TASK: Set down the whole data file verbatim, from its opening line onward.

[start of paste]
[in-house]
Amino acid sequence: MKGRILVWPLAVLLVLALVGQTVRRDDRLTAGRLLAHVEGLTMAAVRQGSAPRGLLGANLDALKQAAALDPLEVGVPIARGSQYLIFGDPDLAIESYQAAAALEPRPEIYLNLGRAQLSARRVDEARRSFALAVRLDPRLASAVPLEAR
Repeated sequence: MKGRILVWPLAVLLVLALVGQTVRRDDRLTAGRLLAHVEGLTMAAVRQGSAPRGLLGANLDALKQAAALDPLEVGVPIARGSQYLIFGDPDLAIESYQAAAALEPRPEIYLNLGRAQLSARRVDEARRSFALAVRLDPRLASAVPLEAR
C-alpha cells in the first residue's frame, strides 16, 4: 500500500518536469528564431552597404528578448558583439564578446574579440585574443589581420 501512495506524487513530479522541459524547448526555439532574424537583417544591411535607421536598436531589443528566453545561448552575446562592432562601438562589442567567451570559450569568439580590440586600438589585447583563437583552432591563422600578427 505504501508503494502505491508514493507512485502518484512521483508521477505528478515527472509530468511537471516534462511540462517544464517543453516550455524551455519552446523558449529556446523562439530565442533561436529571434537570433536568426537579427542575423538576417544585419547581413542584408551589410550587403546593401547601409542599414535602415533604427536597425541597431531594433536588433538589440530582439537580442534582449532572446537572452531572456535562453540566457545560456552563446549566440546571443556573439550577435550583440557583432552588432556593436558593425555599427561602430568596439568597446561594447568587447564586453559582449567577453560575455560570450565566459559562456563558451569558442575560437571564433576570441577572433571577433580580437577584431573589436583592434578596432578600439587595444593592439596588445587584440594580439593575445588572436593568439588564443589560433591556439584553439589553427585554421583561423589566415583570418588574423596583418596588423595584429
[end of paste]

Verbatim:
[in-house]
Amino acid sequence: MKGRILVWPLAVLLVLALVGQTVRRDDRLTAGRLLAHVEGLTMAAVRQGSAPRGLLGANLDALKQAAALDPLEVGVPIARGSQYLIFGDPDLAIESYQAAAALEPRPEIYLNLGRAQLSARRVDEARRSFALAVRLDPRLASAVPLEAR
Repeated sequence: MKGRILVWPLAVLLVLALVGQTVRRDDRLTAGRLLAHVEGLTMAAVRQGSAPRGLLGANLDALKQAAALDPLEVGVPIARGSQYLIFGDPDLAIESYQAAAALEPRPEIYLNLGRAQLSARRVDEARRSFALAVRLDPRLASAVPLEAR
C-alpha cells in the first residue's frame, strides 16, 4: 500500500518536469528564431552597404528578448558583439564578446574579440585574443589581420 501512495506524487513530479522541459524547448526555439532574424537583417544591411535607421536598436531589443528566453545561448552575446562592432562601438562589442567567451570559450569568439580590440586600438589585447583563437583552432591563422600578427 505504501508503494502505491508514493507512485502518484512521483508521477505528478515527472509530468511537471516534462511540462517544464517543453516550455524551455519552446523558449529556446523562439530565442533561436529571434537570433536568426537579427542575423538576417544585419547581413542584408551589410550587403546593401547601409542599414535602415533604427536597425541597431531594433536588433538589440530582439537580442534582449532572446537572452531572456535562453540566457545560456552563446549566440546571443556573439550577435550583440557583432552588432556593436558593425555599427561602430568596439568597446561594447568587447564586453559582449567577453560575455560570450565566459559562456563558451569558442575560437571564433576570441577572433571577433580580437577584431573589436583592434578596432578600439587595444593592439596588445587584440594580439593575445588572436593568439588564443589560433591556439584553439589553427585554421583561423589566415583570418588574423596583418596588423595584429